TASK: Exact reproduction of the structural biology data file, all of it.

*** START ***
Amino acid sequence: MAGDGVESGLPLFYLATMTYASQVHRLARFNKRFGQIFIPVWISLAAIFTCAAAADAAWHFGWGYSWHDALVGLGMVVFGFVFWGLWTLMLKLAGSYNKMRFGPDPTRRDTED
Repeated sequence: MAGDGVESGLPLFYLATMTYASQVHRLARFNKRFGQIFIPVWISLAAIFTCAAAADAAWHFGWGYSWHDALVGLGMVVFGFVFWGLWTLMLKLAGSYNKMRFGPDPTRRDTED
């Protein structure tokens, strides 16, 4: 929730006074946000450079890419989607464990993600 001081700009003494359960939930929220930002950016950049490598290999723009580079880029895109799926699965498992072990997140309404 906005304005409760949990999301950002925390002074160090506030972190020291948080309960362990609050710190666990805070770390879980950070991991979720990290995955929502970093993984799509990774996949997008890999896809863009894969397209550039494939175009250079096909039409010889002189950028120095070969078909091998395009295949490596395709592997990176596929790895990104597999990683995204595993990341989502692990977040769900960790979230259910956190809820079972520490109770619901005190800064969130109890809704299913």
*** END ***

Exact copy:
Amino acid sequence: MAGDGVESGLPLFYLATMTYASQVHRLARFNKRFGQIFIPVWISLAAIFTCAAAADAAWHFGWGYSWHDALVGLGMVVFGFVFWGLWTLMLKLAGSYNKMRFGPDPTRRDTED
Repeated sequence: MAGDGVESGLPLFYLATMTYASQVHRLARFNKRFGQIFIPVWISLAAIFTCAAAADAAWHFGWGYSWHDALVGLGMVVFGFVFWGLWTLMLKLAGSYNKMRFGPDPTRRDTED
């Protein structure tokens, strides 16, 4: 929730006074946000450079890419989607464990993600 001081700009003494359960939930929220930002950016950049490598290999723009580079880029895109799926699965498992072990997140309404 906005304005409760949990999301950002925390002074160090506030972190020291948080309960362990609050710190666990805070770390879980950070991991979720990290995955929502970093993984799509990774996949997008890999896809863009894969397209550039494939175009250079096909039409010889002189950028120095070969078909091998395009295949490596395709592997990176596929790895990104597999990683995204595993990341989502692990977040769900960790979230259910956190809820079972520490109770619901005190800064969130109890809704299913």